Asia faces a severe shortage of well-trained pilots as the region's demand for air travel skyrockets, Airbus's chief executive told CNBC.
"We believe that we will require close to 200,000 pilots for the region, whereas there are only 65,000 right now, in the next 20 years," Fabrice Bregier, president and CEO of the European planemaker, said on Tuesday.
To meet that need, Airbus and Singapore Airlines launched a training centre in Singapore this week, equipped with eight full-flight simulators and six cockpit training devices, and with the capacity to teach more than 10,000 trainees a year.
"There is a shortage of good, trained pilots and this is due to the growth of the region. Instead of sending the pilots to France or America, it is much better and efficient for everybody to have a centre in Asia," Bregier said of the centre, in which his company holds a 55 per cent stake.
The Airbus Asia Training Centre (AATC) in Singapore will be Airbus' largest one yet; the company has similar facilities in Toulouse, Miami and Beijing.
Twenty years of rapid economic development across Asia Pacific has bolstered income levels, creating a new wave of travel demand from middle-income households, while market liberalizations have enabled regional low-cost carriers (LCCS) to thrive.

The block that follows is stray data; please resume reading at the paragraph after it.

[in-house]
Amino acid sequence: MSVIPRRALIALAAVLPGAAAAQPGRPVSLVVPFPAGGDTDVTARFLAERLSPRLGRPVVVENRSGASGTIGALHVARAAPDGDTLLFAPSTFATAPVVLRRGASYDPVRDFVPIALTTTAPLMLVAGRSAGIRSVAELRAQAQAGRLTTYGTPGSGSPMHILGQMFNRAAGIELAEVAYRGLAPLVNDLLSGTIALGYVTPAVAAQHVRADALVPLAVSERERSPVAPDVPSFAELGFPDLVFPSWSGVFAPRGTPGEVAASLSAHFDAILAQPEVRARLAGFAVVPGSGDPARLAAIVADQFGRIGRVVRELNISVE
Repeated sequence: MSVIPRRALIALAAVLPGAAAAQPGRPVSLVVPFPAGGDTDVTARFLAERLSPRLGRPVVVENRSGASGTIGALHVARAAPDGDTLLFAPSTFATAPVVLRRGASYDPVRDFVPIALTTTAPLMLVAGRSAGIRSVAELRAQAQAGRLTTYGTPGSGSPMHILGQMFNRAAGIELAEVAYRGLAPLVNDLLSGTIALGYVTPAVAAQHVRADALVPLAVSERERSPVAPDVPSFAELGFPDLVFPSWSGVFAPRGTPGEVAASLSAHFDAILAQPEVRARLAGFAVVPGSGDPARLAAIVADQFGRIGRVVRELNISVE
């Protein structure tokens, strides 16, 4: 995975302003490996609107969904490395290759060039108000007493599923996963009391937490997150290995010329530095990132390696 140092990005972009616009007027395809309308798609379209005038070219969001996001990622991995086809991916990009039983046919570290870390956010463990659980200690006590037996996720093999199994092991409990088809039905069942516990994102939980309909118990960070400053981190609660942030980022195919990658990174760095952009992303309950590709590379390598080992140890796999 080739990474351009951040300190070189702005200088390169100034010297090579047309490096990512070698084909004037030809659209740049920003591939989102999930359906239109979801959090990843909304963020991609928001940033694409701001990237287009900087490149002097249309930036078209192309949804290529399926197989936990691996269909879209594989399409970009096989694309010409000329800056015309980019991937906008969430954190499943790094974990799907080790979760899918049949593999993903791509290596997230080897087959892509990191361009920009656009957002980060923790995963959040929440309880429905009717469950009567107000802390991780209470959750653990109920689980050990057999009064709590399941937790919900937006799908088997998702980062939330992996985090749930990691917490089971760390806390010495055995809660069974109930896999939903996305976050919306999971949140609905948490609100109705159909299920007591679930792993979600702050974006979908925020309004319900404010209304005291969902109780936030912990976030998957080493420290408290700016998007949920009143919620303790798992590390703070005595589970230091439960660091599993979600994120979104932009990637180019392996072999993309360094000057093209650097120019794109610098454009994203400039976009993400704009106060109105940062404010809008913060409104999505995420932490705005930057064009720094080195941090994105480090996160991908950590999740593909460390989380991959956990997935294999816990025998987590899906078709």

Even as China, the world's second-largest economy and a key catalyst for global tourism, experienced slower growth, aviation remained unaffected, Bregier said.
Beijing reported a 1.1 per cent increase in gross domestic product for the first three months of 2016 from the previous period, the lowest quarterly expansion on record since 2010.
Mainland air traffic will grow by more than 10 per cent a year for the next five years, according to Bregier, which will help many Asian countries achieve double-digit growth in their respective aviation markets.
"The start of the year was slow, but we confirm that we have a book-to-bill above one [a metric indicating that demand is outpacing supply] this year again. So the market is doing well, the traffic is growing," he said, adding that China's economic slowdown hadn't yet hit a pace that would be damaging to Airbus.
Airbus' main rival, Boeing, projects more than 100 million new passengers to enter the Asia aviation market annually for the foreseeable future. Last year, the Chicago-headquarted firm also warned of soaring pilot demand, estimating that 226,000 new pilots would be needed over the next 20 years, the biggest requirement of any region.
Bregier said scaling up operations was key for Airbus going forward.
"Operationally, the ramp up of our production is clearly the biggest challenge," he said, noting that demand for its 350 and the A320Neo was particularly strong.
Meanwhile, Bregier wasn't fazed by the recent oil price volatility. Cheaper fuel prices are generally considered a boon for the aviation market and Airbus would take advantage of the low-cost environment to improve and upgrade airlines' fleets, Bregier said.